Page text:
Three students from the University of Newcastle's Central Coast campus have been rewarded for their efforts in boosting the knowledge and understanding of science in primary school students.
Karen Seeneevassen and Rita Boys-Smith - both studying a Graduate Diploma in Education (Primary) - and Bachelor of Education (Early Childhhood) student Alisha Clements have been recognised by the Australian Government through the Primary Pre-Service Teacher Awards for Excellence in Science Education as part of the Primary Connections program.
Primary Connections is a program which aims to improve students' learning outcomes in science and literacy through innovative curriculum and professional-learning resources that improve teachers' confidence and competence in science teaching.
Head of the School of Education, Professor Phil Foreman, said the students completed the program at a local school and then evaluated its success. The quality of the evaluations secured them the awards.
"Primary Connections is an exciting and engaging way for primary school students to learn science through activities that are hands-on and creative," Professor Foreman said.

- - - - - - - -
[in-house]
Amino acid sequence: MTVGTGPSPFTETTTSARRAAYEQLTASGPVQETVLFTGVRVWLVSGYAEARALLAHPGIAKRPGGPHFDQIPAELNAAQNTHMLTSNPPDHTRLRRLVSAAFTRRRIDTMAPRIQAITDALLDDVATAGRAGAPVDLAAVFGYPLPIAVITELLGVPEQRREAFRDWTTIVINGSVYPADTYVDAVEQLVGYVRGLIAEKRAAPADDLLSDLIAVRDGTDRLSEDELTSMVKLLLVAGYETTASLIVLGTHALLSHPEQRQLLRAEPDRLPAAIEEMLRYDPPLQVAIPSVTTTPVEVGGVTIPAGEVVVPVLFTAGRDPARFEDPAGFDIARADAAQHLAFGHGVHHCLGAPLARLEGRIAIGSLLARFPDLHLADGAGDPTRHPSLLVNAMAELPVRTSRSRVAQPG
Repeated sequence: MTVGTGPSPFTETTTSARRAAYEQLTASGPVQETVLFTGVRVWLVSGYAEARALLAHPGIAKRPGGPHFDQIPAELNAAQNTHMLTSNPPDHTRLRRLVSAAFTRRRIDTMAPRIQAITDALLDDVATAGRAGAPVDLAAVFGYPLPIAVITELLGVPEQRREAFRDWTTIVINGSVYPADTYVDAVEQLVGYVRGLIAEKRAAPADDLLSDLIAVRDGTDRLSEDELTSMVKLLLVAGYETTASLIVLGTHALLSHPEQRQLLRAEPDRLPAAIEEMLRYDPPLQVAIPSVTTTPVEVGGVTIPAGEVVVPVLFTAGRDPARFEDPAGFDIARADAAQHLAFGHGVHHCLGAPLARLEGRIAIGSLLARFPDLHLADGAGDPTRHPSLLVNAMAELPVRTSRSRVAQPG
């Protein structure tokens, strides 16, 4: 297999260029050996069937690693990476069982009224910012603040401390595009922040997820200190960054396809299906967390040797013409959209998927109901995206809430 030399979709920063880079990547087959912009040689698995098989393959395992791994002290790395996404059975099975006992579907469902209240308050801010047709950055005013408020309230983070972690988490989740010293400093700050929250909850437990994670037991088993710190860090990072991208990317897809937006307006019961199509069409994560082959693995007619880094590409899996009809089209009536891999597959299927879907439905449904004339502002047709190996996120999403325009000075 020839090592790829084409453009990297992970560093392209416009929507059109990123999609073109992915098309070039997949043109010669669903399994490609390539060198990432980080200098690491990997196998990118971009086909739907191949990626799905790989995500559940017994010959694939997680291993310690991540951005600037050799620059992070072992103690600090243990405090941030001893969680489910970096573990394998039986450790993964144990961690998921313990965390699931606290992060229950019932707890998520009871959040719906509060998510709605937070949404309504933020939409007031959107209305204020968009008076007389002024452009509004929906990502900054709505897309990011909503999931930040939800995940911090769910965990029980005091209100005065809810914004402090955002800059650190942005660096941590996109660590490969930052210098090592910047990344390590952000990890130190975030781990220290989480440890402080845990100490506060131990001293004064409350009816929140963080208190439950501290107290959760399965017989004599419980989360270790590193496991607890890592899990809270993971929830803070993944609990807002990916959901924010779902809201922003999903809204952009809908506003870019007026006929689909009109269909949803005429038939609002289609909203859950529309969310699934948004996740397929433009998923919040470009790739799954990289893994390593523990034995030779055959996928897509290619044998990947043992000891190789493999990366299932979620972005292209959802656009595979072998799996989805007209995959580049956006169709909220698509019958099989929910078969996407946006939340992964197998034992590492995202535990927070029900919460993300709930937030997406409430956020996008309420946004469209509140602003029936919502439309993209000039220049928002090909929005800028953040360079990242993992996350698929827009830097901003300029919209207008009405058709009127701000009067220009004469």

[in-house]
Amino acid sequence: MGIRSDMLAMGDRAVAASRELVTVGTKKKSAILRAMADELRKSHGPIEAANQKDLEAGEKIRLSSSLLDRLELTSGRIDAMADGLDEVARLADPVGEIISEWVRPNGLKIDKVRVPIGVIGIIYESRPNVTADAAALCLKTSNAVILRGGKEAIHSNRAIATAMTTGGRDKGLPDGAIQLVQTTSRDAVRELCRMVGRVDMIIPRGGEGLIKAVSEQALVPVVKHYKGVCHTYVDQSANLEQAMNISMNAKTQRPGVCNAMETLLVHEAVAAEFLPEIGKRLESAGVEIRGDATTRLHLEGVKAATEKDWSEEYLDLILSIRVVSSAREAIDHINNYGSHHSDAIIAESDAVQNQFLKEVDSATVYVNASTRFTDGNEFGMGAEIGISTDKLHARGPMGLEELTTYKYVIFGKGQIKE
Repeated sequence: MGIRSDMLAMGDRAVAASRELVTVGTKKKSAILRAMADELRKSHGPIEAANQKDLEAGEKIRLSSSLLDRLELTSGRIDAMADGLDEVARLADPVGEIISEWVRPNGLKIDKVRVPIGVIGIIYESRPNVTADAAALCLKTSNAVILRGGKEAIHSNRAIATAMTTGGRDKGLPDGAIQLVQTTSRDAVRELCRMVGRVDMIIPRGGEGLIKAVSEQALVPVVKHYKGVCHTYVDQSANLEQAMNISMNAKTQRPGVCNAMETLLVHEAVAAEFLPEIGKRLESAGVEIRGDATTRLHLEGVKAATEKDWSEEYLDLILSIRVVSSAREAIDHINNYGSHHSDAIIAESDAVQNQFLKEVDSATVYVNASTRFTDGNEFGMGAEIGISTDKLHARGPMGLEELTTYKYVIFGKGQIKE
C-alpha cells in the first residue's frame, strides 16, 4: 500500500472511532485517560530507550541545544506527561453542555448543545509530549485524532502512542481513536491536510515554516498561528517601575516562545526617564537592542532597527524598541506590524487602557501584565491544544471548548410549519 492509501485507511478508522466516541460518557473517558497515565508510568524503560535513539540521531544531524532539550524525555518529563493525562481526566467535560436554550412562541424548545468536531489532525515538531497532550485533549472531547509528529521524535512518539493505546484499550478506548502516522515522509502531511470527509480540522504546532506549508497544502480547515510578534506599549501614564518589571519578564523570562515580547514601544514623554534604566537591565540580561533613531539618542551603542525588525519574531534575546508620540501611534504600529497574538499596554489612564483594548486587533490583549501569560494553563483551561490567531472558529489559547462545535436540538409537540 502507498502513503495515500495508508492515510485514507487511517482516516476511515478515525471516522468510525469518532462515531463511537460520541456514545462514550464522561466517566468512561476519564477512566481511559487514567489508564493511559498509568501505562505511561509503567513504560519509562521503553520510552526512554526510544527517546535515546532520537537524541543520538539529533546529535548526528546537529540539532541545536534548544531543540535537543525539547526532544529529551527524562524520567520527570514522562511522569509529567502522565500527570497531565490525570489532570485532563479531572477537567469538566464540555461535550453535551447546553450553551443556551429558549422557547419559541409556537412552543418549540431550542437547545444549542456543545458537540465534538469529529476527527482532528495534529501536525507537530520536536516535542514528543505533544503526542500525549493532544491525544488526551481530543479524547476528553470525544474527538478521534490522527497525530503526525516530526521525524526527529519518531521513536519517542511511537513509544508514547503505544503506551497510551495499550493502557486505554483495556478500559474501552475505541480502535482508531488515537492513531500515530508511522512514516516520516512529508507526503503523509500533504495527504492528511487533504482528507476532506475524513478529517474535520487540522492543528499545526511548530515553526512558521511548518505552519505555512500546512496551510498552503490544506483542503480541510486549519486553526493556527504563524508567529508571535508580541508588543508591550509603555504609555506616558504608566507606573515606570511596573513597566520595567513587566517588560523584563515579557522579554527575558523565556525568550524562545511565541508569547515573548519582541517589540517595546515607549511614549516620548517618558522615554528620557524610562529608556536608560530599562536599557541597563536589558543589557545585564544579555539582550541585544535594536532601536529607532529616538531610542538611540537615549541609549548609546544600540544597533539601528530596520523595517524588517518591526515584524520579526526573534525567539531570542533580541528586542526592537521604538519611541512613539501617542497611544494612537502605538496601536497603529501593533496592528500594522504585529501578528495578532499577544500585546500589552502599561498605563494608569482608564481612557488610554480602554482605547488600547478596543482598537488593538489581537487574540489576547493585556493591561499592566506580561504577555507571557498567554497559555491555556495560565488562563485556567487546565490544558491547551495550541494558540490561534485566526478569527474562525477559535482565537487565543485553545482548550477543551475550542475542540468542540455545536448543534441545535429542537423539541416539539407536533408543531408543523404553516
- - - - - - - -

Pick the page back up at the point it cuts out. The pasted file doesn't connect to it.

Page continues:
"By taking this program to local primary school students as part of their practical training, our pre-service teachers are setting the course for ensuring that science becomes a regular part of their teaching plans in the future."
Student Karen Seeneevassen said she trialled the program during her practicum at Mark's Point Public School.
"It was very successful, and during the lessons the students were consistently engaged and actively participated in the activities. The variety and the change from the daily routine created by the lessons was enjoyed by the students."
Rita Boys-Smith, who used the program during her time at Bateau Bay Public School, said the Primary Connections resources made incorporating science in the classroom effortless.
"My aim is to make science lessons a regular feature of my weekly teaching program as it provides so many opportunities for students to learn skills and knowledge they will relate to and can use in and out of the classroom, such as working in cooperative groups."
Alisha Clements completed her practicum at Arcadia Public School. She says Primary Connections gave her more confidence in teaching science.
"The program makes teaching science easy and enjoyable, and it provides all the resources needed to teach the subject properly. Primary Connections also makes the workload easier on teachers because the lessons are already planned."
Each recipient has been awarded $2,000 for their efforts.
The students will be presented with their Primary Connections awards at the University of Newcastle Central Coast campus today, Friday 12 October, at 3pm in the Science Common Room.